22 August 2016

Drinks and deserts bring me a kick of happiness. I like the rush and excitement I get after a good Old Fashioned, and I like the content that I feel after eating a Tiramisu. For a while, I feel happier. I smile, and I forgive, and I relax.

Yet, whenever I have a drink or a desert - it takes from my health. Just like the damage an avatar would sustain in a 3D shooter game, I lose a few precious percent of health. And I’m not speaking about my eventual health condition after twenty years. Within a day or two of boozing and eating sweets I can already notice that I have a headache and a little bit more fat on my belly. Even if feel good, the damage has been done, and I’m running at a lower percent. Over time, a lot of small invisible damages will accumulate to a more serious damage.

Another way to think about it is that I’ve taken on some health debt. Not a monetary debt, where I owe money, but health and fitness debt where I’m at a lower percentage. I’ve done something a little bit bad and damaging to my body. And the full payment is due on the next day. I can pay by getting in worse shape, with a small portion of my health, but instead, I’d like to pay it differently.

I’d like to pay it by reversing the damage. I pay it with exercise.

Here is the idea. By doing enough push ups and sit ups on the next day, I keep my body in good shape and I provide a feedback loop to prevent me from abusing alcohol and sugar too much.

I think an important task is to determine how many push ups are enough. If I had to do ten push ups to repair the damage from a cocktail, this means that I can drink five drinks and only do fifty push ups on the next day. This is not enough. If I were to do a thousand push ups per drink, that would’ve been too many. A hundred push ups, on the other hand, are not too many, just like a single drink is not too bad for the health.

So I’ll settle for about a 100 push ups per normal sized drink. I don’t care if that’s an accurate number, I care mainly care about the feedback signal and about approximately compensating my health. While the push ups won’t reverse all damage, they can still address most of it.

I’ve got a little bit more involved and made up numbers for a variety of damaging activities.

  • A morsel sized desert - 10 push ups. A small desert is as a block from a bar of chocolate, or a single small biscotti from a pack. Something that’s morsel-sized, that I can eat in a single bite without straining.
  • A single serving of desert - 100 push ups. This is the most general case and it involves an ice-cream cone, a slice of cake, a bowl of creme brule.
  • Juices - 100 push ups. A glass of fruit juice, even if it is fresh squeezed has a bunch of sugar and no fiber to balance it.
  • Fruits - no push ups! Fruits usually pack their fiber, to balance out the sugar, and are a great alternative.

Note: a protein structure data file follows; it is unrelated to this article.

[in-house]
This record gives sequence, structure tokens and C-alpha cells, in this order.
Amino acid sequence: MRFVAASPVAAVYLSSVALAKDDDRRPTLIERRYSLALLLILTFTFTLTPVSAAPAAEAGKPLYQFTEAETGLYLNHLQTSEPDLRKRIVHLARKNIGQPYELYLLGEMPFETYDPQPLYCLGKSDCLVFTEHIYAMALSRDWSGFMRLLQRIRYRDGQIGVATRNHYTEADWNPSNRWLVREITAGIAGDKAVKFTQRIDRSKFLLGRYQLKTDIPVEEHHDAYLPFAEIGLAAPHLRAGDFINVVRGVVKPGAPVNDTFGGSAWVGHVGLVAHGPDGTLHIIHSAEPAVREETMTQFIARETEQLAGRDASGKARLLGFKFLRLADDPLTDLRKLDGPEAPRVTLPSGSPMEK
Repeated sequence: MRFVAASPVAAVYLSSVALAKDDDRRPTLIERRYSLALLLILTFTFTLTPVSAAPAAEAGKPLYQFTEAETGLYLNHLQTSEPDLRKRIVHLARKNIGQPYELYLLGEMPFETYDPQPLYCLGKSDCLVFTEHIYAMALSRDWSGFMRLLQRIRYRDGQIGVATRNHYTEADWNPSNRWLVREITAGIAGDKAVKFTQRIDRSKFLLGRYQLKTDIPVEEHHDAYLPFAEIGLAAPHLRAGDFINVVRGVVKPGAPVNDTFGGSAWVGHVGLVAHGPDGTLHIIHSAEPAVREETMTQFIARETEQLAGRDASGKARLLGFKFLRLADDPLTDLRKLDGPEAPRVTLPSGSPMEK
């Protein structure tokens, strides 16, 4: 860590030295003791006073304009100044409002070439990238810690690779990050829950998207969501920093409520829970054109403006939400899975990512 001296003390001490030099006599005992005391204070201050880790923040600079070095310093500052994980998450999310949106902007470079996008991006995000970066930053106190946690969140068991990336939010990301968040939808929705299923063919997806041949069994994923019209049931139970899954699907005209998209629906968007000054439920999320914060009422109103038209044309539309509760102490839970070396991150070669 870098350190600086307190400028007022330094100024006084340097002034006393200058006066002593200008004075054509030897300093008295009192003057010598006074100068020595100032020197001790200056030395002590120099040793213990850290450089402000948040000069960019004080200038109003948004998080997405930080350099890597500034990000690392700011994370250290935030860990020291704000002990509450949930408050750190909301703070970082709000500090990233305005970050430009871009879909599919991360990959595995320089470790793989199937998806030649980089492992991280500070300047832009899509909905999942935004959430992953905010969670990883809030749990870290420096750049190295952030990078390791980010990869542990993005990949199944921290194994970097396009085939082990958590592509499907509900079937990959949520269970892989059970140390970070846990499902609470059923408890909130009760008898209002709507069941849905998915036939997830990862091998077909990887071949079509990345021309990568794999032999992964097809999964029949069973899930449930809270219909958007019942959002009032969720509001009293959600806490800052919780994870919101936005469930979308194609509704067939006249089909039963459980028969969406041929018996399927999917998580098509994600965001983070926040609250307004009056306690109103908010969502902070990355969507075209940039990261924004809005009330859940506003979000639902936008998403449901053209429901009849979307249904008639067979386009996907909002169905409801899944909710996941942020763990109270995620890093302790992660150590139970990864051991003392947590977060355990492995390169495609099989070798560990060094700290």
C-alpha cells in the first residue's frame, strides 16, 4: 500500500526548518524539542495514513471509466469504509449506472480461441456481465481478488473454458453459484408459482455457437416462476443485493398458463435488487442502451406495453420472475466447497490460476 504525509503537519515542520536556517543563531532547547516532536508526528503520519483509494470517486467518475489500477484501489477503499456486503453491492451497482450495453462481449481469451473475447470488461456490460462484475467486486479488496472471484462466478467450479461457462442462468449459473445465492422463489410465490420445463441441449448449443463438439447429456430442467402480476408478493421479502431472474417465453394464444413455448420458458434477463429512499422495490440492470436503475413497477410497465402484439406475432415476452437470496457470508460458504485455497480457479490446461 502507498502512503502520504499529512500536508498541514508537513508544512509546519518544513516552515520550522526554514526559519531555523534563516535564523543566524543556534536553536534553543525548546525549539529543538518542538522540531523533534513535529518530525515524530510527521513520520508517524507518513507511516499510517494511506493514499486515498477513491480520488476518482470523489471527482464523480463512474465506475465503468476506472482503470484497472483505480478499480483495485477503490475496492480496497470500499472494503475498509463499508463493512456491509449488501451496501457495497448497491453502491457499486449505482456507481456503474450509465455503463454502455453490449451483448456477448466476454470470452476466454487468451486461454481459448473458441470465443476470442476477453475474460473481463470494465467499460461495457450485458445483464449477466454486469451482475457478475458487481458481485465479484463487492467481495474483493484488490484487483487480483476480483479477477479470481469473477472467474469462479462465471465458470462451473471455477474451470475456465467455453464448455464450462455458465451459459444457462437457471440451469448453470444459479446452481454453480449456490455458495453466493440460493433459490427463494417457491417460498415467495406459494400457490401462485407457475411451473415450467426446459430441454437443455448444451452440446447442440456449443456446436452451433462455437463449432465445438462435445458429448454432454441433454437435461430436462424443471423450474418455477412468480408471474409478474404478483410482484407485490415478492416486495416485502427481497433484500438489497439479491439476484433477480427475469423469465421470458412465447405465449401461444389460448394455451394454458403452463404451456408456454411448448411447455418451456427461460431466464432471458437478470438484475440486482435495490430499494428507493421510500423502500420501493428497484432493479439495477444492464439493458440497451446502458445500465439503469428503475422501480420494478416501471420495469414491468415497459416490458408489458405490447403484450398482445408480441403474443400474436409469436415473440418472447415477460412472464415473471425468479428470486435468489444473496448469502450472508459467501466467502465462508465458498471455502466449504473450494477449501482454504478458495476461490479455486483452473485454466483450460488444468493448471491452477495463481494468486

• A large desert - 200 push ups. Examples contain a cheesecake from the Cheesecake Factory, or a huge-ass ice cream.
  • A large drink - 200 push ups. For example a long island ice tea.

Have been doing this for a week and the numbers above are easy to keep track of during the day.

Since it would be obnoxious and not fun to do push ups in a cafe or bakery or a night club, I give myself twenty four hours to pay up. To keep things simple, I have a tad tougher rule, which is easier to justify. The rule is that within twenty four hours of gathering any push up debt I need to pay all push up debt. Kind of saying that I need to get to zero push up debt every day. So if I eat an ice-cream by lunch and then two more ice creams at dinner, I need to complete 300 push ups by noon the next day. This kind of rule is similar to saying that all push ups are due in twenty four hours, but is easier to enforce and keep track of.

And since I am not a masochist, I give myself a little break. If I am due more than a hundred push ups, I can substitute them for sit ups. For example, yesterday I did two hundred push ups and three hundred sit ups by this rule.

Again, as a reminder, the “Pay it with exercise” (PIE) system is not meant to be perfect. It just automates some thinking about health, in order to keep me in a slightly better shape on average, and make me more mindful of consuming the sweets and booze. I’ve been at it for a week and it has been easy to keep it up. I just complete all due push ups and sit ups in the morning. This gets my day started and while five hundred push ups sounds scary, it is not really thaaat bad. These drills become easier with time.

I’m excited to see the longer term effects and to report back!

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